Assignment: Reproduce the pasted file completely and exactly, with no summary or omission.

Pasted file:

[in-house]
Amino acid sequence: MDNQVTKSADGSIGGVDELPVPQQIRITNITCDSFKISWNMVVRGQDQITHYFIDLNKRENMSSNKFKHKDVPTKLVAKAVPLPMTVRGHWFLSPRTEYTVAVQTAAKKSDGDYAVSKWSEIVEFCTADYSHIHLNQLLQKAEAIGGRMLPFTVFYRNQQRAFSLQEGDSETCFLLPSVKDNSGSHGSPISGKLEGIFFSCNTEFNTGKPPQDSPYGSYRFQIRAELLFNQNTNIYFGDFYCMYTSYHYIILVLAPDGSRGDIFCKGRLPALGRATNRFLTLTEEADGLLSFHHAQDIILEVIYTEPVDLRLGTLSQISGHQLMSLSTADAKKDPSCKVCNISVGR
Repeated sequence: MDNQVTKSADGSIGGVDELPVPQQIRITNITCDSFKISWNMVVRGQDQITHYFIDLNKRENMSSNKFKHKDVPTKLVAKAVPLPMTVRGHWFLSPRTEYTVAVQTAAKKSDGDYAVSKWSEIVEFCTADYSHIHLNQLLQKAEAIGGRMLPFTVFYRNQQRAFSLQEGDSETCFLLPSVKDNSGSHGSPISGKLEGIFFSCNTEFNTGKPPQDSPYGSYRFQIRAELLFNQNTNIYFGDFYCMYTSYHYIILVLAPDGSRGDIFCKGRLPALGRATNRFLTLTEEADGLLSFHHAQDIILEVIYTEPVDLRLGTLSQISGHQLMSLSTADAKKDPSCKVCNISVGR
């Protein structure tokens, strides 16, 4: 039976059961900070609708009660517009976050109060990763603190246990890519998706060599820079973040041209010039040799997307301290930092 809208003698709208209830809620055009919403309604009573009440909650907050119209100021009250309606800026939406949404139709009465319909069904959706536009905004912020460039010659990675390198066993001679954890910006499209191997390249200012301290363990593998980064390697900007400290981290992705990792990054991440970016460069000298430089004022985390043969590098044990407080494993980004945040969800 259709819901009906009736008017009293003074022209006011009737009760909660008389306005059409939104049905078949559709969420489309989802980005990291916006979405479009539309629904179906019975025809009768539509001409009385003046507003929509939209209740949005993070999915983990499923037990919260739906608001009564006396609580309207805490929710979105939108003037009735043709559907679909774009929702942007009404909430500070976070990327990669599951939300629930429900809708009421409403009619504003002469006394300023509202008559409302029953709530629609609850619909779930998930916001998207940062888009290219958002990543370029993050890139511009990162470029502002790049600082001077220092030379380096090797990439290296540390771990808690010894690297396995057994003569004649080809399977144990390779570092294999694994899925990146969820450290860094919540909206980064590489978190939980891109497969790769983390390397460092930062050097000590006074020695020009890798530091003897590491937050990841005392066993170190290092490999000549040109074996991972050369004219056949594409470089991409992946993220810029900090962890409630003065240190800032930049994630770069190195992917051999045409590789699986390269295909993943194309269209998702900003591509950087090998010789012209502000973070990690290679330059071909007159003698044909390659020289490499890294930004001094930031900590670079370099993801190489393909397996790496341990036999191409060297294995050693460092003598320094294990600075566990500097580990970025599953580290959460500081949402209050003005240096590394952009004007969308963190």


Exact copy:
[in-house]
Amino acid sequence: MDNQVTKSADGSIGGVDELPVPQQIRITNITCDSFKISWNMVVRGQDQITHYFIDLNKRENMSSNKFKHKDVPTKLVAKAVPLPMTVRGHWFLSPRTEYTVAVQTAAKKSDGDYAVSKWSEIVEFCTADYSHIHLNQLLQKAEAIGGRMLPFTVFYRNQQRAFSLQEGDSETCFLLPSVKDNSGSHGSPISGKLEGIFFSCNTEFNTGKPPQDSPYGSYRFQIRAELLFNQNTNIYFGDFYCMYTSYHYIILVLAPDGSRGDIFCKGRLPALGRATNRFLTLTEEADGLLSFHHAQDIILEVIYTEPVDLRLGTLSQISGHQLMSLSTADAKKDPSCKVCNISVGR
Repeated sequence: MDNQVTKSADGSIGGVDELPVPQQIRITNITCDSFKISWNMVVRGQDQITHYFIDLNKRENMSSNKFKHKDVPTKLVAKAVPLPMTVRGHWFLSPRTEYTVAVQTAAKKSDGDYAVSKWSEIVEFCTADYSHIHLNQLLQKAEAIGGRMLPFTVFYRNQQRAFSLQEGDSETCFLLPSVKDNSGSHGSPISGKLEGIFFSCNTEFNTGKPPQDSPYGSYRFQIRAELLFNQNTNIYFGDFYCMYTSYHYIILVLAPDGSRGDIFCKGRLPALGRATNRFLTLTEEADGLLSFHHAQDIILEVIYTEPVDLRLGTLSQISGHQLMSLSTADAKKDPSCKVCNISVGR
């Protein structure tokens, strides 16, 4: 039976059961900070609708009660517009976050109060990763603190246990890519998706060599820079973040041209010039040799997307301290930092 809208003698709208209830809620055009919403309604009573009440909650907050119209100021009250309606800026939406949404139709009465319909069904959706536009905004912020460039010659990675390198066993001679954890910006499209191997390249200012301290363990593998980064390697900007400290981290992705990792990054991440970016460069000298430089004022985390043969590098044990407080494993980004945040969800 259709819901009906009736008017009293003074022209006011009737009760909660008389306005059409939104049905078949559709969420489309989802980005990291916006979405479009539309629904179906019975025809009768539509001409009385003046507003929509939209209740949005993070999915983990499923037990919260739906608001009564006396609580309207805490929710979105939108003037009735043709559907679909774009929702942007009404909430500070976070990327990669599951939300629930429900809708009421409403009619504003002469006394300023509202008559409302029953709530629609609850619909779930998930916001998207940062888009290219958002990543370029993050890139511009990162470029502002790049600082001077220092030379380096090797990439290296540390771990808690010894690297396995057994003569004649080809399977144990390779570092294999694994899925990146969820450290860094919540909206980064590489978190939980891109497969790769983390390397460092930062050097000590006074020695020009890798530091003897590491937050990841005392066993170190290092490999000549040109074996991972050369004219056949594409470089991409992946993220810029900090962890409630003065240190800032930049994630770069190195992917051999045409590789699986390269295909993943194309269209998702900003591509950087090998010789012209502000973070990690290679330059071909007159003698044909390659020289490499890294930004001094930031900590670079370099993801190489393909397996790496341990036999191409060297294995050693460092003598320094294990600075566990500097580990970025599953580290959460500081949402209050003005240096590394952009004007969308963190």